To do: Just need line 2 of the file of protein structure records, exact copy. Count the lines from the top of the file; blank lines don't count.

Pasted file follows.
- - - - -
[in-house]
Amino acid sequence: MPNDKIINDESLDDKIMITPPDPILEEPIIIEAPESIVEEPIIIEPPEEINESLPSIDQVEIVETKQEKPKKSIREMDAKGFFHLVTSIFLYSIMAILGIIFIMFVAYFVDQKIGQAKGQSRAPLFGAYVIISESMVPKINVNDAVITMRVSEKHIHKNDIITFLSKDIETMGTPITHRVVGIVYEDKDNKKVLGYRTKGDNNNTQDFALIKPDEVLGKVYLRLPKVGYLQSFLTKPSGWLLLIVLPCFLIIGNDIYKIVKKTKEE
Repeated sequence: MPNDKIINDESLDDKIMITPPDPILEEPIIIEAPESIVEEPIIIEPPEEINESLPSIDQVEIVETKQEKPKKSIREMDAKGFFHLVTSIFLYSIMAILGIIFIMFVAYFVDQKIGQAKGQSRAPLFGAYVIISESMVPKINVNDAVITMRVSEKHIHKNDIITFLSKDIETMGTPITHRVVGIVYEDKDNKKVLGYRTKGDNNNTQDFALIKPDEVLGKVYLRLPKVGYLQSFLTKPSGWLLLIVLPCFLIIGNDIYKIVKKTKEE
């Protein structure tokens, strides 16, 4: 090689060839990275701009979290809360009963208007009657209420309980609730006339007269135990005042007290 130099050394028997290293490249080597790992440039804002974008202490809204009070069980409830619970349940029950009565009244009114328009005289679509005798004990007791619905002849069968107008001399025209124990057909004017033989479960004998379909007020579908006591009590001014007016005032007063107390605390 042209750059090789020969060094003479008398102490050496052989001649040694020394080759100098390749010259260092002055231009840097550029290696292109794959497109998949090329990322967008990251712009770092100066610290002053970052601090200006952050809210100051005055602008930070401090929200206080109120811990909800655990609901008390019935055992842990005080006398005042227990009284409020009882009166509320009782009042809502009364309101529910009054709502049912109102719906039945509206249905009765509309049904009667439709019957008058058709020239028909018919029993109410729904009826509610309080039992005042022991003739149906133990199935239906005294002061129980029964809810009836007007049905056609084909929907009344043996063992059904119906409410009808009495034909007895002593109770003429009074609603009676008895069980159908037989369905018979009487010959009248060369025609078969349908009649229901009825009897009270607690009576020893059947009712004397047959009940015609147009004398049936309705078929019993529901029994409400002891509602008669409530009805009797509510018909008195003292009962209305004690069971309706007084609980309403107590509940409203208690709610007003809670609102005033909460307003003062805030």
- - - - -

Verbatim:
Amino acid sequence: MPNDKIINDESLDDKIMITPPDPILEEPIIIEAPESIVEEPIIIEPPEEINESLPSIDQVEIVETKQEKPKKSIREMDAKGFFHLVTSIFLYSIMAILGIIFIMFVAYFVDQKIGQAKGQSRAPLFGAYVIISESMVPKINVNDAVITMRVSEKHIHKNDIITFLSKDIETMGTPITHRVVGIVYEDKDNKKVLGYRTKGDNNNTQDFALIKPDEVLGKVYLRLPKVGYLQSFLTKPSGWLLLIVLPCFLIIGNDIYKIVKKTKEE